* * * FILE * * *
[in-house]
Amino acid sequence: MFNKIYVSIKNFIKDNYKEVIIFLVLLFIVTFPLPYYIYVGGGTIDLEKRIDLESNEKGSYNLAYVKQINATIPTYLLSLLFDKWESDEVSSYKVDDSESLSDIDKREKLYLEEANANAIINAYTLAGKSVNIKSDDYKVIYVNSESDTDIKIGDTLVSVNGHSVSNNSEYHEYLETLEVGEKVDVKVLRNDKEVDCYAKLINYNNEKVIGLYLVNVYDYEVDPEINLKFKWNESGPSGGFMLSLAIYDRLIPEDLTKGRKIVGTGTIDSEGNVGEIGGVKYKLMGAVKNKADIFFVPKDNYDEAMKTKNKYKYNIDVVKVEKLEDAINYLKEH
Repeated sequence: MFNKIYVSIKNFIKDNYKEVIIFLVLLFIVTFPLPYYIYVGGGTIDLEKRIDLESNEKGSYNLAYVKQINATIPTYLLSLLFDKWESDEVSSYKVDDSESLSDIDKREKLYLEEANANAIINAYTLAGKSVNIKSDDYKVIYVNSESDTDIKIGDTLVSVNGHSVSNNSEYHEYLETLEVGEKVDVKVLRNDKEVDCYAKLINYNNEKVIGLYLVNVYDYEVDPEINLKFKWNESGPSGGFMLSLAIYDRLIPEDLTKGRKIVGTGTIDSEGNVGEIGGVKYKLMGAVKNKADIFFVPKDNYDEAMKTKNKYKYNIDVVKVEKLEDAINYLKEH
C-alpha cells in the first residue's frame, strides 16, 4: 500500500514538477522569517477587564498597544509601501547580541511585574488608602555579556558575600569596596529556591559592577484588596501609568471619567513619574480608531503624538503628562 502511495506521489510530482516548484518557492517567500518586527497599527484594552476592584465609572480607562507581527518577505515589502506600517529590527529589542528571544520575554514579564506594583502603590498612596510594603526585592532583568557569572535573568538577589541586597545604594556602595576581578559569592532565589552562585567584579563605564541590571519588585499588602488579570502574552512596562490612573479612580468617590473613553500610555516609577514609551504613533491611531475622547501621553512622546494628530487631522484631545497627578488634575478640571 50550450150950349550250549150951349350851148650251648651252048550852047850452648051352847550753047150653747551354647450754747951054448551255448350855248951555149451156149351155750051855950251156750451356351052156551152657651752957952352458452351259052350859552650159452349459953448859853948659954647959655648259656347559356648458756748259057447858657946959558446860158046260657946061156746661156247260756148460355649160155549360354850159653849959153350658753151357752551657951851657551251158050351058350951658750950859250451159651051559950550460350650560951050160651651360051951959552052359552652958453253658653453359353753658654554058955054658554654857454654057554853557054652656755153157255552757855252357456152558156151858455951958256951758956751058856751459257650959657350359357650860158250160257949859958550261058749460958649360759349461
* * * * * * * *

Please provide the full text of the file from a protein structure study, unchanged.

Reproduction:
[in-house]
Amino acid sequence: MFNKIYVSIKNFIKDNYKEVIIFLVLLFIVTFPLPYYIYVGGGTIDLEKRIDLESNEKGSYNLAYVKQINATIPTYLLSLLFDKWESDEVSSYKVDDSESLSDIDKREKLYLEEANANAIINAYTLAGKSVNIKSDDYKVIYVNSESDTDIKIGDTLVSVNGHSVSNNSEYHEYLETLEVGEKVDVKVLRNDKEVDCYAKLINYNNEKVIGLYLVNVYDYEVDPEINLKFKWNESGPSGGFMLSLAIYDRLIPEDLTKGRKIVGTGTIDSEGNVGEIGGVKYKLMGAVKNKADIFFVPKDNYDEAMKTKNKYKYNIDVVKVEKLEDAINYLKEH
Repeated sequence: MFNKIYVSIKNFIKDNYKEVIIFLVLLFIVTFPLPYYIYVGGGTIDLEKRIDLESNEKGSYNLAYVKQINATIPTYLLSLLFDKWESDEVSSYKVDDSESLSDIDKREKLYLEEANANAIINAYTLAGKSVNIKSDDYKVIYVNSESDTDIKIGDTLVSVNGHSVSNNSEYHEYLETLEVGEKVDVKVLRNDKEVDCYAKLINYNNEKVIGLYLVNVYDYEVDPEINLKFKWNESGPSGGFMLSLAIYDRLIPEDLTKGRKIVGTGTIDSEGNVGEIGGVKYKLMGAVKNKADIFFVPKDNYDEAMKTKNKYKYNIDVVKVEKLEDAINYLKEH
C-alpha cells in the first residue's frame, strides 16, 4: 500500500514538477522569517477587564498597544509601501547580541511585574488608602555579556558575600569596596529556591559592577484588596501609568471619567513619574480608531503624538503628562 502511495506521489510530482516548484518557492517567500518586527497599527484594552476592584465609572480607562507581527518577505515589502506600517529590527529589542528571544520575554514579564506594583502603590498612596510594603526585592532583568557569572535573568538577589541586597545604594556602595576581578559569592532565589552562585567584579563605564541590571519588585499588602488579570502574552512596562490612573479612580468617590473613553500610555516609577514609551504613533491611531475622547501621553512622546494628530487631522484631545497627578488634575478640571 50550450150950349550250549150951349350851148650251648651252048550852047850452648051352847550753047150653747551354647450754747951054448551255448350855248951555149451156149351155750051855950251156750451356351052156551152657651752957952352458452351259052350859552650159452349459953448859853948659954647959655648259656347559356648458756748259057447858657946959558446860158046260657946061156746661156247260756148460355649160155549360354850159653849959153350658753151357752551657951851657551251158050351058350951658750950859250451159651051559950550460350650560951050160651651360051951959552052359552652958453253658653453359353753658654554058955054658554654857454654057554853557054652656755153157255552757855252357456152558156151858455951958256951758956751058856751459257650959657350359357650860158250160257949859958550261058749460958649360759349461